The actress fielded questions from fans during an event at New York City's 92nd Street Y on Tuesday


Hundreds gathered at New York City’s 92nd Street Y on Tuesday night to discuss Harper Lee‘s controversial new novel Go Set a Watchman with Mary Badham, the actress who took on the role of Scout in the 1962 film version of the author’s first book.

Badham, now 62, played Jean Louise, a.k.a. Scout, in Lee’s beloved classic To Kill a Mockingbird.

Go Set a Watchman, the follow-up to Mockingbird that was 55 years in the making, centers on Scout, who returns home to Maycomb, Alabama, from New York City to visit her ailing father, Atticus Finch. The novel went on sale Tuesday.

Fans and critics alike have been fairly outspoken about their disappointment with several of the main plot points, including the death of a major character from the first book and the startling revelation that Atticus, Mockingbird‘s beloved, humane lawyer, is now a bigot.

Badham read from Watchman to an audience of 900 at the venue’s Kaufmann Concert Hall, selecting excerpts to share with the crowd, according to The New York Times.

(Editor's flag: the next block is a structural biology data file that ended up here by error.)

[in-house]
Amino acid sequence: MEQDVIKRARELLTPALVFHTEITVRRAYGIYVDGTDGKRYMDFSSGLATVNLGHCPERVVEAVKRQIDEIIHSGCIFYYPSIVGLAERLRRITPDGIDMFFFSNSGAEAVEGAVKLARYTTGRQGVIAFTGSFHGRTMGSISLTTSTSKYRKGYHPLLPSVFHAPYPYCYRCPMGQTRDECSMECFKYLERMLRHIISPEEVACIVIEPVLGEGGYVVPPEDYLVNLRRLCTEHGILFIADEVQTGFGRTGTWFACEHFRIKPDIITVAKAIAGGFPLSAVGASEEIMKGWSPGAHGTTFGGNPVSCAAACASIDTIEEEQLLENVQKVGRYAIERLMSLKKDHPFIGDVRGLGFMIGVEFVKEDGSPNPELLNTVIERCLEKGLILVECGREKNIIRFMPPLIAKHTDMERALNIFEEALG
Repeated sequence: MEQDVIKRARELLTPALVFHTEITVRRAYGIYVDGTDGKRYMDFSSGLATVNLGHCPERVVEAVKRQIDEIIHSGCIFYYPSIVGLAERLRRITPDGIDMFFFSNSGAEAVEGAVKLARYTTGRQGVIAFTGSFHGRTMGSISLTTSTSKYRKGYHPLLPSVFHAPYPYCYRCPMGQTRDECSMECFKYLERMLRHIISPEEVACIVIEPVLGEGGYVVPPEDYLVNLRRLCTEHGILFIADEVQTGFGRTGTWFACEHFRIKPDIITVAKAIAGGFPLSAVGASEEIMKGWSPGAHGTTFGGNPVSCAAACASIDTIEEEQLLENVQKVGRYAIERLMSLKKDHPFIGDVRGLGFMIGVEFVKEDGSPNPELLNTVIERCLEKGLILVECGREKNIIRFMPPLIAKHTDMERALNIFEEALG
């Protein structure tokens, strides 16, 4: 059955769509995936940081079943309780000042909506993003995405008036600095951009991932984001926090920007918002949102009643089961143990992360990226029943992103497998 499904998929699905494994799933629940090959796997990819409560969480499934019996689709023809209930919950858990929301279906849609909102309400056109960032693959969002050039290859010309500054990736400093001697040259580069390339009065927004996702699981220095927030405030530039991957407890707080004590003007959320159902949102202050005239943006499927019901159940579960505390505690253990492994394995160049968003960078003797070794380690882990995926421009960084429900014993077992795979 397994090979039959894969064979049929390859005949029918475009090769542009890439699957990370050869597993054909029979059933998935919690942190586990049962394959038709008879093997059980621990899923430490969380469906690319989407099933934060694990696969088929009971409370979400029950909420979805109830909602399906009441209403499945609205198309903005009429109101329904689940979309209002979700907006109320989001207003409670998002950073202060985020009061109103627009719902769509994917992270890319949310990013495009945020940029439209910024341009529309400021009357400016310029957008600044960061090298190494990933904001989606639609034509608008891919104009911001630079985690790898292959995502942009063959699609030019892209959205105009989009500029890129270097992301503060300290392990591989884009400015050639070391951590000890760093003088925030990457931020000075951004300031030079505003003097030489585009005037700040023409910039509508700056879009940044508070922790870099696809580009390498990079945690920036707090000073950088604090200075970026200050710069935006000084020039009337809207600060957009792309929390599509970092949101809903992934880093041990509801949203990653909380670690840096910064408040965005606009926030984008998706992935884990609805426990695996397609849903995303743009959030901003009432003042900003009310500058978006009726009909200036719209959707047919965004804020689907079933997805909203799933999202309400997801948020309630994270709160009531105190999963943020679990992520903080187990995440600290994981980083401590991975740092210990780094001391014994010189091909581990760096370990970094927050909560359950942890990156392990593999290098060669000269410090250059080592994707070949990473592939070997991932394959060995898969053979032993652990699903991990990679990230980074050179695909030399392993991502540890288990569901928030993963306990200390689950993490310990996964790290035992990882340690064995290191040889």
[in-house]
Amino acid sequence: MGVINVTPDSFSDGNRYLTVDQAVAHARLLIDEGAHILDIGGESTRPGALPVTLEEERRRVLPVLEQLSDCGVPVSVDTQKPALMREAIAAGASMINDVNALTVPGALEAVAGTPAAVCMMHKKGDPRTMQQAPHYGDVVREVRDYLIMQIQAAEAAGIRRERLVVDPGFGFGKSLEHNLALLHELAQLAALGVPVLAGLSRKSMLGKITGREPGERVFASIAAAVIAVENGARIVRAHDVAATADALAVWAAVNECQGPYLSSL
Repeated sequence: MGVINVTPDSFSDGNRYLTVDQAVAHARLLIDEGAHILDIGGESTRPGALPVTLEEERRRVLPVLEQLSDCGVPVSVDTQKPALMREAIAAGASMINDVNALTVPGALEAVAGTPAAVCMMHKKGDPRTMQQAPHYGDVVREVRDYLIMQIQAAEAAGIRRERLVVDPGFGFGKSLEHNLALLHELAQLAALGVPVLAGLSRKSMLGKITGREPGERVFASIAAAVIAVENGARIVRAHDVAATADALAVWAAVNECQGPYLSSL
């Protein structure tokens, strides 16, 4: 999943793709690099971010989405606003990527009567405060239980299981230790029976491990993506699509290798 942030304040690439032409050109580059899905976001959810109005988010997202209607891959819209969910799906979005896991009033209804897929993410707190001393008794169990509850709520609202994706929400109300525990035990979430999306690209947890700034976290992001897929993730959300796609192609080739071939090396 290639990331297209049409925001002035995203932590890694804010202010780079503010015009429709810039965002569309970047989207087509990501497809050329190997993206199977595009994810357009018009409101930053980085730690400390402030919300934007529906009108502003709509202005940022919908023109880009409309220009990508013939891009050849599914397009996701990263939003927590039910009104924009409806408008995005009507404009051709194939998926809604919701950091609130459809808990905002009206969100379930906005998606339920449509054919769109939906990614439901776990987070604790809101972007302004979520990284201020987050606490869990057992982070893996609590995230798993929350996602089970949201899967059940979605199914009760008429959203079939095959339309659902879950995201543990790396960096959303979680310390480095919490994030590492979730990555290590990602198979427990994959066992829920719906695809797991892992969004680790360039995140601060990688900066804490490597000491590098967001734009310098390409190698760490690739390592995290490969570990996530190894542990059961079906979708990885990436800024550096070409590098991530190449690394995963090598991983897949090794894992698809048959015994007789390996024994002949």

The actress, who received an Oscar nomination for her portrayal, fielded questions about both books, and she spoke candidly about the status of race relations in America today.

Badham told attendees that she found the new characterization of Atticus, who was played by Gregory Peck in the film, fascinating, explaining that many children see their parents differently with age, according to the Times.

“As we all do, we look back on things and see our parents in a new light,” she said. “We see their flaws, sometimes understand their flaws, and still love them.”

PEOPLE Exclusive: Never-Before-Seen Photos of To Kill a Mockingbird Author Harper Lee

The actress also revealed she hadn’t read Mockingbird until after her daughter was born 32 years ago and that she struggled with her last line in the film because she wasn’t ready to “say goodbye to all these people I had come to love.”

Watchman was discovered in a safe deposit box by Lee’s lawyer in 2014, who sent the text to publisher HarperCollins. The author is now 89 and lives in a nursing home.

When the novel was announced back in February, Lee said in a statement, “I am humbled and amazed that this will now be published after all these years.”